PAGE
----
But being realistic, we must not underestimate the strength of the anti-peace oligarchy supported by well funded think-tank establishments. In South Korea, the oligarchy has been relatively quiet for last year and half since the liberal Moon regime took over the power. But the deep-rooted and well funded conservative force is striking back to destabilize Moon’s regime.

The South Korean oligarchy has been forced to lay low after their leader Park Geun-hye was impeached and put into 33year prison life. But, the oligarchy led by big corporations is not dead; on the contrary, it is suspected to have unlimited money hidden away and it can fund anti-Moon and anti-peace campaign.

The oligarchy is deploying the following tactics. First, the main opposition party, Han-gook-dang, main benefactor of the corrupted government of Park Geun-hye, is doing every possible thing to discredit Moon’s government.

Second, there are groups of conservative elements led by a doubtful Christian church who are manufacturing every day tons of fake news to warn against fabricated threats from the North.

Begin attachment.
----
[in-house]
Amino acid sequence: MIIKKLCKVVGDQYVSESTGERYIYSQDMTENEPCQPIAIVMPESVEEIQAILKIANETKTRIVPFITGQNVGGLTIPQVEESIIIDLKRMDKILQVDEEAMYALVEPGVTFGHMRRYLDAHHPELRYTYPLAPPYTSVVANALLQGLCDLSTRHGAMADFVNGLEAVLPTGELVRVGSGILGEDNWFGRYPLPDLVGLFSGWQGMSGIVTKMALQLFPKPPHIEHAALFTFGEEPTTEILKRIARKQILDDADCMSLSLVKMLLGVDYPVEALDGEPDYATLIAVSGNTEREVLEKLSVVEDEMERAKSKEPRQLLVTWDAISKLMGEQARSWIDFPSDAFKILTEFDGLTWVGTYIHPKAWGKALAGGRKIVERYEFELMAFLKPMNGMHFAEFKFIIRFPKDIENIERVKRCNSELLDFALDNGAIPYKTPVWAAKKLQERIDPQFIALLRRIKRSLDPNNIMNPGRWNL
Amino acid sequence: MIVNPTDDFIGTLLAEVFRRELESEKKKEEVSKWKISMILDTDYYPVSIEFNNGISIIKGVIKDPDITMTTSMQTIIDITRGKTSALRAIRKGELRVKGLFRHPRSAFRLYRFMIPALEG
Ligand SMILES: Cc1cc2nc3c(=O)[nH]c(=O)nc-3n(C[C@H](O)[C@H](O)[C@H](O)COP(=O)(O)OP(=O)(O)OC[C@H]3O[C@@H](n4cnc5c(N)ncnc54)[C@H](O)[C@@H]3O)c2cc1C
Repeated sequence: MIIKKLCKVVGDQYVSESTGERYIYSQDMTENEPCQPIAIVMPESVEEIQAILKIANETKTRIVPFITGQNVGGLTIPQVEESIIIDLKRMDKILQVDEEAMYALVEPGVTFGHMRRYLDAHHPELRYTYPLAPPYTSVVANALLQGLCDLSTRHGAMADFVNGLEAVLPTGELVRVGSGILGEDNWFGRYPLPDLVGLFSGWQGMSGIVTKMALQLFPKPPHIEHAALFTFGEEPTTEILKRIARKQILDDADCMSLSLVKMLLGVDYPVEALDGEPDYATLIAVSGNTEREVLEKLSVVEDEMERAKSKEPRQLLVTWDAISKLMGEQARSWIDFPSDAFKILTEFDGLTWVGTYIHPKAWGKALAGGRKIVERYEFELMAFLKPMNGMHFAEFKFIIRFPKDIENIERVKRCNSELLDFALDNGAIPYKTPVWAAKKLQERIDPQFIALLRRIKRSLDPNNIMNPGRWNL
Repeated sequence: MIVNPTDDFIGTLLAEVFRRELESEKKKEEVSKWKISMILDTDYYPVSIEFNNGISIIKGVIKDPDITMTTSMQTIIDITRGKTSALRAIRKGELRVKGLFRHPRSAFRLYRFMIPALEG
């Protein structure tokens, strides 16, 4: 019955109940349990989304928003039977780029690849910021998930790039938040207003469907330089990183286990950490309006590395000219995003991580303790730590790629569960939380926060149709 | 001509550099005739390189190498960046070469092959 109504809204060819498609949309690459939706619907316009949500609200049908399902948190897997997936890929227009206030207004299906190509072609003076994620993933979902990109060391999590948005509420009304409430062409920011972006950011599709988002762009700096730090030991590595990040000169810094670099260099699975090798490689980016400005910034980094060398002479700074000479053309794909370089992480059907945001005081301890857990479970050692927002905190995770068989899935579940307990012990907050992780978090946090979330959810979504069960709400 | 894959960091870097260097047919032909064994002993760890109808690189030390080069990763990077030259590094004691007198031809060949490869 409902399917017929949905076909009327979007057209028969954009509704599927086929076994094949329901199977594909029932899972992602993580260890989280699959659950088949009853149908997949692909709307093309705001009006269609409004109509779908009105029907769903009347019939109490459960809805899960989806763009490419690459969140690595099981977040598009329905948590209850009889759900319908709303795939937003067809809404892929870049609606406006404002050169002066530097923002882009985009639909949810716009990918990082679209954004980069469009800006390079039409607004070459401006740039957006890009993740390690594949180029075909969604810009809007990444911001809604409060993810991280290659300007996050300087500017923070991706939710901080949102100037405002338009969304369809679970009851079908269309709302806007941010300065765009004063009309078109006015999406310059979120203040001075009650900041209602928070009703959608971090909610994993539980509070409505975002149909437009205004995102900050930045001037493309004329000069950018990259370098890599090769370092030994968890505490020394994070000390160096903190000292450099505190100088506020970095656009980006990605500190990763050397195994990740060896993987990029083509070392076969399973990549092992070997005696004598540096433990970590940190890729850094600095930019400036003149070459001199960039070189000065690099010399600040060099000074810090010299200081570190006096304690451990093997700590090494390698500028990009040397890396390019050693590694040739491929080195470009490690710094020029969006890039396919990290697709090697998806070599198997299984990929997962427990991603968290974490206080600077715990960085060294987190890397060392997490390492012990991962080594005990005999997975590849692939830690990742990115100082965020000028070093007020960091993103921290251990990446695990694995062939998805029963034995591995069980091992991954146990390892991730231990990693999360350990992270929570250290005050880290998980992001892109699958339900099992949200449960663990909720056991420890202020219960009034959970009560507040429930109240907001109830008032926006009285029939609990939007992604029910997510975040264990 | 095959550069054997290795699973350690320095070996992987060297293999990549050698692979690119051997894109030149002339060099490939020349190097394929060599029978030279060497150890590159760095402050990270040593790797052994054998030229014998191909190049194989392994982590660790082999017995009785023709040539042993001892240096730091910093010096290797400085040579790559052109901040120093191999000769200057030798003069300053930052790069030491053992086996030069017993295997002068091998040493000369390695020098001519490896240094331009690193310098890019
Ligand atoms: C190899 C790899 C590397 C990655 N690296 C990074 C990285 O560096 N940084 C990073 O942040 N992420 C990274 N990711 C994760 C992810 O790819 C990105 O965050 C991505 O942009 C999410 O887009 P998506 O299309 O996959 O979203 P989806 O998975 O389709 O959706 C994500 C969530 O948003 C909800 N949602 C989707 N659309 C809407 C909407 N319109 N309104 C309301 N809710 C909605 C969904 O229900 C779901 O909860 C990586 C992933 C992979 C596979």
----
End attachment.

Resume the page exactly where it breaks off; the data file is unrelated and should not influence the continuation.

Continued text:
Third, some of the right-wing intellectuals including university professors are frightening the people by telling that North Korea still plan to unify the peninsula under the Red Flag.

Fourth, it is possible that the slump of the Korea economy is due to deliberate cut in investments by some large corporations so that    Moon’s government be blamed for it.

Fifth, main stream media led by the three powerful traditional newspapers, Chosen, Joong-ang and Dong-ah (Cho-Joong-Dong) publish, often without proof, events and stories designed to convince the people that North Korea is not trust worthy.

Finally, the opposition party which is surely very close to the oligarchy does not hide disappointment with Trump’s peace gesture. In fact, its former leader did not conceal his harsh criticism of Trump.

What the anti-peace Korean conservatives are trying now is to get back the power in two years by discrediting the liberal government and restore the tension which has been beneficial to them.

It is hard to predict the outcome of oligarchy’s anti-peace tactics, but one should not underestimate the force of anti-peace funds.